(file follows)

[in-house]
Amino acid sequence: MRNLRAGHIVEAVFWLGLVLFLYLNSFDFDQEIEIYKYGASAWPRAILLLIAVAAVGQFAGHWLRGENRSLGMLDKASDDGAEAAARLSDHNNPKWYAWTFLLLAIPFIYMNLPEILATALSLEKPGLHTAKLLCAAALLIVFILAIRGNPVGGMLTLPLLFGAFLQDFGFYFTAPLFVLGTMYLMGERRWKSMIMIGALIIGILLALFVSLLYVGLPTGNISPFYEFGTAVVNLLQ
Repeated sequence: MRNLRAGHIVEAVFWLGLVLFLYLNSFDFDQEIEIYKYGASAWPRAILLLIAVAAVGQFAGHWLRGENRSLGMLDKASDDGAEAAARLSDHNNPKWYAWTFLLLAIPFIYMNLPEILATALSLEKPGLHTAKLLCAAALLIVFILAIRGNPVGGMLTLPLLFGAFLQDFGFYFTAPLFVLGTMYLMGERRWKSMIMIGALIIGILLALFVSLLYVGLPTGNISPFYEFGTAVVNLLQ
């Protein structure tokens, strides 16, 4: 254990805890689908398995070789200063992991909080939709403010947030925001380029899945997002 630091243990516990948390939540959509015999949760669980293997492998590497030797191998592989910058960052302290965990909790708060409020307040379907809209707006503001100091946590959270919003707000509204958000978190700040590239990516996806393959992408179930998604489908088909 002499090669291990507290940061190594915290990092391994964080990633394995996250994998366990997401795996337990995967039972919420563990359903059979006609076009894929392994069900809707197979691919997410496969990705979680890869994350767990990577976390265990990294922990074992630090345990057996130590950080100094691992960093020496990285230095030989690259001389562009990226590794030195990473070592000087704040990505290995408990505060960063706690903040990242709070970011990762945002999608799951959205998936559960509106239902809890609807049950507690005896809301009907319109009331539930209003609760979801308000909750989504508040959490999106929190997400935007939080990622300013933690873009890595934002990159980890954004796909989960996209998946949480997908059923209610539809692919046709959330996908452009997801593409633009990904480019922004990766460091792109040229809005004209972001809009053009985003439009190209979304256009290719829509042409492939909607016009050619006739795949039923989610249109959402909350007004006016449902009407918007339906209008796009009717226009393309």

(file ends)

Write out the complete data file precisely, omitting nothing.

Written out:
[in-house]
Amino acid sequence: MRNLRAGHIVEAVFWLGLVLFLYLNSFDFDQEIEIYKYGASAWPRAILLLIAVAAVGQFAGHWLRGENRSLGMLDKASDDGAEAAARLSDHNNPKWYAWTFLLLAIPFIYMNLPEILATALSLEKPGLHTAKLLCAAALLIVFILAIRGNPVGGMLTLPLLFGAFLQDFGFYFTAPLFVLGTMYLMGERRWKSMIMIGALIIGILLALFVSLLYVGLPTGNISPFYEFGTAVVNLLQ
Repeated sequence: MRNLRAGHIVEAVFWLGLVLFLYLNSFDFDQEIEIYKYGASAWPRAILLLIAVAAVGQFAGHWLRGENRSLGMLDKASDDGAEAAARLSDHNNPKWYAWTFLLLAIPFIYMNLPEILATALSLEKPGLHTAKLLCAAALLIVFILAIRGNPVGGMLTLPLLFGAFLQDFGFYFTAPLFVLGTMYLMGERRWKSMIMIGALIIGILLALFVSLLYVGLPTGNISPFYEFGTAVVNLLQ
């Protein structure tokens, strides 16, 4: 254990805890689908398995070789200063992991909080939709403010947030925001380029899945997002 630091243990516990948390939540959509015999949760669980293997492998590497030797191998592989910058960052302290965990909790708060409020307040379907809209707006503001100091946590959270919003707000509204958000978190700040590239990516996806393959992408179930998604489908088909 002499090669291990507290940061190594915290990092391994964080990633394995996250994998366990997401795996337990995967039972919420563990359903059979006609076009894929392994069900809707197979691919997410496969990705979680890869994350767990990577976390265990990294922990074992630090345990057996130590950080100094691992960093020496990285230095030989690259001389562009990226590794030195990473070592000087704040990505290995408990505060960063706690903040990242709070970011990762945002999608799951959205998936559960509106239902809890609807049950507690005896809301009907319109009331539930209003609760979801308000909750989504508040959490999106929190997400935007939080990622300013933690873009890595934002990159980890954004796909989960996209998946949480997908059923209610539809692919046709959330996908452009997801593409633009990904480019922004990766460091792109040229809005004209972001809009053009985003439009190209979304256009290719829509042409492939909607016009050619006739795949039923989610249109959402909350007004006016449902009407918007339906209008796009009717226009393309």